It’s a book of disillusionment and exile at the dawn of our most recent wave of globalization. And while some the specifics may have changed over the past three decades the overarching and universal themes of this work are more relevant today than ever.
Recent college graduate Christopher Ransom, or just plain “Ransom” as he’s known, is escaping the excesses of post Viet Nam War America and an overbearing father. But instead of hitching across America like Kerouac or wandering the streets in an introspective funk a la Catcher in the Rye, Ransom finds himself exiled in the ancient city of Kyoto Japan after a failed adventure through the Indian sub-continent.
His time is spent practicing karate, teaching business English, working on his motorcycle, drinking at a ridiculous expat Cowboy/Blues bar and fighting the demons from his Afghan experience. It’s a strange recipe to be sure but within the context of the time period and the budding era of backpacker exploration into ever more exotic locales it seems to make sense.
Ransom ultimately comes up short in his attempts to sort out his hang-ups and fails to make sense of the tragedy his suffered at the Khyber Pass. McInerney offers us a poignant, layered and at times quite humorous look into the process. And while he never quite sorts through all the emotional debris he does achieve an odd sort of redemption and his soul-searching is balanced brilliantly against the backdrop of his fish-out-of-water experience living among the Japanese.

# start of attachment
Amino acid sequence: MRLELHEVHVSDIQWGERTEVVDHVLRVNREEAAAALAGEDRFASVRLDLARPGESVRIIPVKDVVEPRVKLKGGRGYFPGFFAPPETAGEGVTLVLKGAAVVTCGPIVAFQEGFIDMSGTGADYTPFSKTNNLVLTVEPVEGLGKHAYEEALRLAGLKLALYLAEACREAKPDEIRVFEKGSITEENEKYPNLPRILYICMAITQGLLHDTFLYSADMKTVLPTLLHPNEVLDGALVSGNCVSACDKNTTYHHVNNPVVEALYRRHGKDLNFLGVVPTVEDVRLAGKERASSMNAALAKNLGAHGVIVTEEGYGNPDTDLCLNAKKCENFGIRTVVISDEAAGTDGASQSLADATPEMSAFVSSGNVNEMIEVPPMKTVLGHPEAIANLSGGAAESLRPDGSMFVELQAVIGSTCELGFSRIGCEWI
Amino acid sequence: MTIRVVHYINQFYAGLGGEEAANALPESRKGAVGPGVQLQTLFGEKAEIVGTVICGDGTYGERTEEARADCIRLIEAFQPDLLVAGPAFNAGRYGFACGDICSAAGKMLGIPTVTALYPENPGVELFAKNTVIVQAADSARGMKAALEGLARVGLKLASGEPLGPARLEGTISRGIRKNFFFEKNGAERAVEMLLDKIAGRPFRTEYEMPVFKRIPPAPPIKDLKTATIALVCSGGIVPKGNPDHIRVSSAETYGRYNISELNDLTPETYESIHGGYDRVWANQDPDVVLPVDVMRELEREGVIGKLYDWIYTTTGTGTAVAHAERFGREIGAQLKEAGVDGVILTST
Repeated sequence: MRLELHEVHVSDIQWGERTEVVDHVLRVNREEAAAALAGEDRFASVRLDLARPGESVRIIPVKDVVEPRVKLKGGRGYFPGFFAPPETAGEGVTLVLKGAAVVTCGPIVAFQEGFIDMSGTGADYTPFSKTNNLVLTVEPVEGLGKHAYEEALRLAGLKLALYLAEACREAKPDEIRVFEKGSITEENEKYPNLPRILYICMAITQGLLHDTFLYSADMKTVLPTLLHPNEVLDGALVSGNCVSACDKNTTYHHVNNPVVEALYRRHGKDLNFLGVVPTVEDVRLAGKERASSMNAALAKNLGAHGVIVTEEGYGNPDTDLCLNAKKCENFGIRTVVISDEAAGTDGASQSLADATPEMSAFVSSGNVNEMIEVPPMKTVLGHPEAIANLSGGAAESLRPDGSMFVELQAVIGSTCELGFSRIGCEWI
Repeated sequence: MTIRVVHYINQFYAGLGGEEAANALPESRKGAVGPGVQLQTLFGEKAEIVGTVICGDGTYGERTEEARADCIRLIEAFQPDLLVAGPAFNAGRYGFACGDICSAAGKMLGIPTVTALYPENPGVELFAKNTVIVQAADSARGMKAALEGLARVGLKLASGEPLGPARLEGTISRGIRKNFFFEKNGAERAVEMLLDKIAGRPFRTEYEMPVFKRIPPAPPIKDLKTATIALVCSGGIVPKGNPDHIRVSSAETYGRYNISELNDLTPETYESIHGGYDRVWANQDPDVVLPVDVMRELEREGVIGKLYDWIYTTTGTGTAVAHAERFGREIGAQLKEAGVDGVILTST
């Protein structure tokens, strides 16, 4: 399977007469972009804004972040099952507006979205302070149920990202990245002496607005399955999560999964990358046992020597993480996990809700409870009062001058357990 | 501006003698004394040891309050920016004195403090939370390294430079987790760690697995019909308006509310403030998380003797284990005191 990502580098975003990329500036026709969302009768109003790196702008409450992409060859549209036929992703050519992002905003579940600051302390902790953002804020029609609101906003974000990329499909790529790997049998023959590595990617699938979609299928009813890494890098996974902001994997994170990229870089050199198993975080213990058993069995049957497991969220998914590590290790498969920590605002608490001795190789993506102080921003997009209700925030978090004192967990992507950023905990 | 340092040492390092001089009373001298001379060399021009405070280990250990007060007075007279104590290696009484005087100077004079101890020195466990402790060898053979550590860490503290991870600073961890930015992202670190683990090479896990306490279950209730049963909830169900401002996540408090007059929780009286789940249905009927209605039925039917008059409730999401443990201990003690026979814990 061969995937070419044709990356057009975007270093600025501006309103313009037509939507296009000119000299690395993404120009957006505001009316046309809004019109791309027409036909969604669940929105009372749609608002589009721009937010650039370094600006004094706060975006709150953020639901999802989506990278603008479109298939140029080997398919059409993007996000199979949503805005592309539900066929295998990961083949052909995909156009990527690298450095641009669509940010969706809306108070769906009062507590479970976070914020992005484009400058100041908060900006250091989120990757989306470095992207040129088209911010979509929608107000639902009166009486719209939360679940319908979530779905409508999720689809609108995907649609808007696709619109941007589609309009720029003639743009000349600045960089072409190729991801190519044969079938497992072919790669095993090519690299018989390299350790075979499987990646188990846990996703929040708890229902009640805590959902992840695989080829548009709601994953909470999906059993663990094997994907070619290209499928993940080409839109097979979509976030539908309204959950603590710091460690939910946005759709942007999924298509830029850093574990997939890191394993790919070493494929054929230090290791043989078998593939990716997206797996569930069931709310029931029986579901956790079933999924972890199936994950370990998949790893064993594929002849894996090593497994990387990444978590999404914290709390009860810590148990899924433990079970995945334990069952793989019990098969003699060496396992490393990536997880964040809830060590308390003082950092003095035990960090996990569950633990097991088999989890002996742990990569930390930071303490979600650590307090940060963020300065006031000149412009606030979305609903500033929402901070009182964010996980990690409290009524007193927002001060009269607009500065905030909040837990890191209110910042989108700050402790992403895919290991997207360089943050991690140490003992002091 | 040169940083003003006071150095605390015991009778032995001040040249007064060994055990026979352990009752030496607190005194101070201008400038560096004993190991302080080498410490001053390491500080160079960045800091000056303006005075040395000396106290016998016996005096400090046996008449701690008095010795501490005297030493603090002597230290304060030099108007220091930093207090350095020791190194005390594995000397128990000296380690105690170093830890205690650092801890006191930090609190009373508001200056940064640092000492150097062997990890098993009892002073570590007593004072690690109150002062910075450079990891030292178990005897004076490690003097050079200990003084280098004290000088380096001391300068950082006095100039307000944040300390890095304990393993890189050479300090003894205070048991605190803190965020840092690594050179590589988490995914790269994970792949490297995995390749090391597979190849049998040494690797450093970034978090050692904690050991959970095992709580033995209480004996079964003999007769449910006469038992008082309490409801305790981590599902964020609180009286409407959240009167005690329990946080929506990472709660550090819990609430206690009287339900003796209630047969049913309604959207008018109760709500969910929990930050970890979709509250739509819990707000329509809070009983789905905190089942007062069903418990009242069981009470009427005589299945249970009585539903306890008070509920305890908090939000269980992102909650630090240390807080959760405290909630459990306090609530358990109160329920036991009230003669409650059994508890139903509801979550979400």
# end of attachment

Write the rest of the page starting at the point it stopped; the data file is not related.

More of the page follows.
The writing is smart, clear, economical and the storyline and pace or spot on. At times the solemnity and severity of his angst can seem a bit contrived. But those moments are counter-balanced by his wry observations of the Americana obsessed Japanese and the samurai wannabes he encounters at his ex-pat watering hole.
Some of the most memorable parts of this book are the simple day to day exchanges with the neighbors, students and dojo comrades. These seemingly mundane transactions reveal truth and humor as Ransom tries to make sense of the world and his place in it. Throughout this journey the reader it treated to an artful portrait of Japan painted through snapshots of countryside excursions, noodle shops, temples, karaoke bars and Tokyo boardrooms.
McInerney is a brilliant writer and his creative powers are quite possible at their highest in this novel. We highly recommend Ransom, or just about any of his books or essays for that matter. He is such a polished and insightful writer that you simply can’t go wrong with his work, no matter what the subject matter.